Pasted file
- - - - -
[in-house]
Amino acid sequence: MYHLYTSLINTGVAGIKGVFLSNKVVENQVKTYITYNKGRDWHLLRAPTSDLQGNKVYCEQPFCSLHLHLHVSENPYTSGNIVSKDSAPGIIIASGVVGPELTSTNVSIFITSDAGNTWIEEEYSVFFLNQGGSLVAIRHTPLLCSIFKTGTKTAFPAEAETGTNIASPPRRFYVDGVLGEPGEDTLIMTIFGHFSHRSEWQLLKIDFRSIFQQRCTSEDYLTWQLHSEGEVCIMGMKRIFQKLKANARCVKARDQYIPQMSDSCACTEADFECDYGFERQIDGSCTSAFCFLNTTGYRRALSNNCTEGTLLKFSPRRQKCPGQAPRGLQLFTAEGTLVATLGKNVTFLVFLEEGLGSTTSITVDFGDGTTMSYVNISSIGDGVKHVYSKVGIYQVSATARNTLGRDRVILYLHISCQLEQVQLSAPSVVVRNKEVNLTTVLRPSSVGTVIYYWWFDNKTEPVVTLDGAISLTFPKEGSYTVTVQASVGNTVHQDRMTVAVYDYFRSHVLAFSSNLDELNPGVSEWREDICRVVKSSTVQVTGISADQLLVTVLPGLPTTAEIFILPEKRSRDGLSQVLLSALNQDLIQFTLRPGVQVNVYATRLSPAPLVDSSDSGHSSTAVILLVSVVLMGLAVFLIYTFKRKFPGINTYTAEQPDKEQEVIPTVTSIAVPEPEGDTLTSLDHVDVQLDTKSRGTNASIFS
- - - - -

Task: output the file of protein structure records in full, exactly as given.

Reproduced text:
[in-house]
Amino acid sequence: MYHLYTSLINTGVAGIKGVFLSNKVVENQVKTYITYNKGRDWHLLRAPTSDLQGNKVYCEQPFCSLHLHLHVSENPYTSGNIVSKDSAPGIIIASGVVGPELTSTNVSIFITSDAGNTWIEEEYSVFFLNQGGSLVAIRHTPLLCSIFKTGTKTAFPAEAETGTNIASPPRRFYVDGVLGEPGEDTLIMTIFGHFSHRSEWQLLKIDFRSIFQQRCTSEDYLTWQLHSEGEVCIMGMKRIFQKLKANARCVKARDQYIPQMSDSCACTEADFECDYGFERQIDGSCTSAFCFLNTTGYRRALSNNCTEGTLLKFSPRRQKCPGQAPRGLQLFTAEGTLVATLGKNVTFLVFLEEGLGSTTSITVDFGDGTTMSYVNISSIGDGVKHVYSKVGIYQVSATARNTLGRDRVILYLHISCQLEQVQLSAPSVVVRNKEVNLTTVLRPSSVGTVIYYWWFDNKTEPVVTLDGAISLTFPKEGSYTVTVQASVGNTVHQDRMTVAVYDYFRSHVLAFSSNLDELNPGVSEWREDICRVVKSSTVQVTGISADQLLVTVLPGLPTTAEIFILPEKRSRDGLSQVLLSALNQDLIQFTLRPGVQVNVYATRLSPAPLVDSSDSGHSSTAVILLVSVVLMGLAVFLIYTFKRKFPGINTYTAEQPDKEQEVIPTVTSIAVPEPEGDTLTSLDHVDVQLDTKSRGTNASIFS